5/10/2013 | Share this article: View CommentsBy RaLeah ~
It's hard to lose your support system. You can leave behind the church, leave behind the idea of God, but your family... they're always your family.
One of the hardest parts about being an ex-Christian is that those who love you most are still fervently praying and hoping for your return to God. They're convinced you can't live a happy life without Jesus, and that hell will be your final destination if you don't come back into the fold.
We each deal with that knowledge in different ways. Maybe we keep our lack of belief a secret. Or we hint at it gently. Perhaps we're brave enough to state it openly and suffer the consequences.
Why does it have to be so hard?
For me, I know my family is expecting that God is going to somehow either woo me back or send some terrible misfortune into my path that will send me running back. So they pray and they wait. Any day now something bad is sure to happen to me, something that will break my strong will and humble me again before God.
We were rebellious, doing what was right in our own eyes, and God is going to have to knock us down from our pride to teach us a lesson.I know why they think this. We've been told the story about the good shepherd who leaves behind his 99 sheep to find that one missing sheep. He finds it, breaks its legs to teach it a lesson about not running off, and he brings it back to the fold. He tends to it, now that it knows who's boss, and once it mends, that sheep won't forget who is the shepherd and who is just a silly little lost sheep without the guiding staff to keep it in line.
So Christians expect at any moment, those of us who have left are bound to suffer some very bad consequences. We were rebellious, doing what was right in our own eyes, and God is going to have to knock us down from our pride to teach us a lesson.
Surely we will succumb to alcoholism or drug addiction. Or perhaps we'll get an STD. Or maybe cancer. Perhaps a sick child.
At first I worried about this--not that there was a God who would actually do this, but that if any misfortune at all came into my life, my family would sigh and shake their heads, and rather than offering any sympathy or support, they would only give judgment. It must be God's doing, so I must deserve it.
Since no life is free from suffering, this seemed inevitable.
And yet... over the past decade, while I've had my share of misfortune here and there, overall I've been very happy and successful. If something bad does happen, I will know it isn't God's doing, but rather that it's bad luck. Even the Bible says: "The rain falls on the just and the unjust." Good things and bad things happen to both good and bad people. And to Christians and non-Christians.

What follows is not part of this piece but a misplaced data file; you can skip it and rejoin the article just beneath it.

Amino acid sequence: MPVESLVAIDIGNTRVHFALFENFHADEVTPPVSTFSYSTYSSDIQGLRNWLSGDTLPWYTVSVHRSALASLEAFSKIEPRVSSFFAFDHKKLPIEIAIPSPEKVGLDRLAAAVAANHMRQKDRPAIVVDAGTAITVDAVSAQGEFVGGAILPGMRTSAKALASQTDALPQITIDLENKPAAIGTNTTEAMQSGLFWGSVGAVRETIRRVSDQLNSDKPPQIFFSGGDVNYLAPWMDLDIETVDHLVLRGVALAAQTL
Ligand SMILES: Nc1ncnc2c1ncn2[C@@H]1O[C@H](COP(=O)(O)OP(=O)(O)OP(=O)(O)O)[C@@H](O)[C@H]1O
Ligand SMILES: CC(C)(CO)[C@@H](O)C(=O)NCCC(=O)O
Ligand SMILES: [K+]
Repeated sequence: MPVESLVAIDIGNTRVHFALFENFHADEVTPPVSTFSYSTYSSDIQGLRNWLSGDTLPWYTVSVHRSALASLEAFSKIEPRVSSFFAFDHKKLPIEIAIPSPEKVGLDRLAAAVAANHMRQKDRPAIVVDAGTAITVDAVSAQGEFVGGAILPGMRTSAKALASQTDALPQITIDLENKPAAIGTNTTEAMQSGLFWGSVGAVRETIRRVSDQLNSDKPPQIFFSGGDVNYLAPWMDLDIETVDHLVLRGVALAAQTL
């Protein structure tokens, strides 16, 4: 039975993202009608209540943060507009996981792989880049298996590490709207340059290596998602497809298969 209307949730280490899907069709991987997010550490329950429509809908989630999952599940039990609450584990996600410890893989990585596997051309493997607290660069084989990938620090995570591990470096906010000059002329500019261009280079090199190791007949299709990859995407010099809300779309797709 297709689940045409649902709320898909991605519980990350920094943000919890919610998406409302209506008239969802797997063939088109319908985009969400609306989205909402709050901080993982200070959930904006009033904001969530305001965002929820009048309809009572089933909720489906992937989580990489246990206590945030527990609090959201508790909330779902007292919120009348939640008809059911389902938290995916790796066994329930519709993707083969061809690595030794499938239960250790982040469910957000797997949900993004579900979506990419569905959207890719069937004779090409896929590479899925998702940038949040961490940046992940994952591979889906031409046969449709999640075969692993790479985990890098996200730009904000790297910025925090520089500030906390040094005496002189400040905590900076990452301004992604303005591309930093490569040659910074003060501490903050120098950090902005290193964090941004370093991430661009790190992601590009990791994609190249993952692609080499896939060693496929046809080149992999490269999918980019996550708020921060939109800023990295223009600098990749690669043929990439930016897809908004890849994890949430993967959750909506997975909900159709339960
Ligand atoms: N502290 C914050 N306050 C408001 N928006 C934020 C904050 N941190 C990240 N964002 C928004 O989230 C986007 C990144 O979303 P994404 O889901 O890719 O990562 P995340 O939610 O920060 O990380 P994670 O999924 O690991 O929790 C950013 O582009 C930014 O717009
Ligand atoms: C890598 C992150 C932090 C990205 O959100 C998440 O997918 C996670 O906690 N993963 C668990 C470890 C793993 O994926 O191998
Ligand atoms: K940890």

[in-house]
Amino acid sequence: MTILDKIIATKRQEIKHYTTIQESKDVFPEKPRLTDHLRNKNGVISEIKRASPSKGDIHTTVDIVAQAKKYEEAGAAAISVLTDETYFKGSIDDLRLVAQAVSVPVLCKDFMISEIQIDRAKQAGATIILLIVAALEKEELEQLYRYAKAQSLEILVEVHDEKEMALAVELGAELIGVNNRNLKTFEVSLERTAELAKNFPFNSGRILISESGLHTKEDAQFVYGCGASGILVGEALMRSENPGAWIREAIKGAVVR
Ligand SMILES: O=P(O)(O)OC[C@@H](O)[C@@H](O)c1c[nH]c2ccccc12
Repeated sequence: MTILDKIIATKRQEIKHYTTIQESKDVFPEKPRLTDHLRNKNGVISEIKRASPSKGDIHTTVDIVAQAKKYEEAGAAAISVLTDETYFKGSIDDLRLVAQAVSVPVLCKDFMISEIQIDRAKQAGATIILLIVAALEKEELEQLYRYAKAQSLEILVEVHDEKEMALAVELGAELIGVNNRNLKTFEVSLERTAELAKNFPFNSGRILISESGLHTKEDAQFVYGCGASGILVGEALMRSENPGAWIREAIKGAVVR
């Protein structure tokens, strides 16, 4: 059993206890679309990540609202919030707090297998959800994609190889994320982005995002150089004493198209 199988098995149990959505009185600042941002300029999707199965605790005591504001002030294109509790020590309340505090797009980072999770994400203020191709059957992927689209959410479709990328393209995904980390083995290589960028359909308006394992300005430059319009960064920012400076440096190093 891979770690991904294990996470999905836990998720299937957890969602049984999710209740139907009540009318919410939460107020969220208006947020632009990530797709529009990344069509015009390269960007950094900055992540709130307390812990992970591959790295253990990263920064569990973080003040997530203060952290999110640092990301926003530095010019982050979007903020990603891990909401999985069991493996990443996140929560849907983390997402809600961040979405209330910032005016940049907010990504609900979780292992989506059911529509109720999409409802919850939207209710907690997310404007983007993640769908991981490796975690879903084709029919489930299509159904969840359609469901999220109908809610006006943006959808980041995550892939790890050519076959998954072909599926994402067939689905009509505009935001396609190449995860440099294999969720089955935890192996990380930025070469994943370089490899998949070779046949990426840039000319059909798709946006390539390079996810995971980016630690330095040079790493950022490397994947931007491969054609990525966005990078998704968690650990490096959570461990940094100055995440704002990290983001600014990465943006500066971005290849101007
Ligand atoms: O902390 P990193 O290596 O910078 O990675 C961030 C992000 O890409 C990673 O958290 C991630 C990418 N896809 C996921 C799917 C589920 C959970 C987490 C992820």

So far, I have gracefully handled each challenge, and while they may think it's because God is merciful or blessing me anyway, I know it's because I trust myself to do the smart, right thing as best as I am able, and if I fail, I don't have to feel guilty that I hurt someone or did the wrong thing, and that I'm being punished somehow. If I live a life of integrity and good work, I have nothing to be ashamed of.
At first, it bothered me to know that I'm living my life under their microscope as they wait for me to fall, but as I've become a more mature adult with healthy boundaries, I realize this isn't my problem at all. It belongs to them. Their fear for me, their superstition, their paranoia--it doesn't have to be mine.
It never did.
This means I don't have to be afraid that misfortune will come into my life and allow them to feel their superstition was confirmed. It doesn't matter to me if they think, "I knew it" or try to say, "I told you so." Because I know the truth of my own life. And that belongs to me.
As a Christian, I was afraid of messing up or looking bad, worried about what others would think of me. Was God punishing me? Using me as a lesson as he did with Job? Or was it just misfortune?
But I'm free of that now. Free of God's judgment, free of my own harsh judgment of myself, and now... free from my family's judgment too, whether it's there or not, because it doesn't matter anymore. I don't have to own it, just because they do.
I will live my life with happiness and kindness, and I will hope for them they can do the same.
It's hard to explain, but now that I'm not modeling myself on the behavior of a judgmental yet loving God, my own critical nature faded away as well, gradually replaced with sympathy and understanding. Even more surprising to me, my black sheep reputation faded quickly too. Now I'm known as a good listener, a sympathetic confidant. They each trust me with their own hard experiences (sometimes even when they can't confide in anyone else), because they know they can count on me to offer no judgment, just warm support and love.
And I can say from personal experience, it feels like a much happier and healthier way to be.
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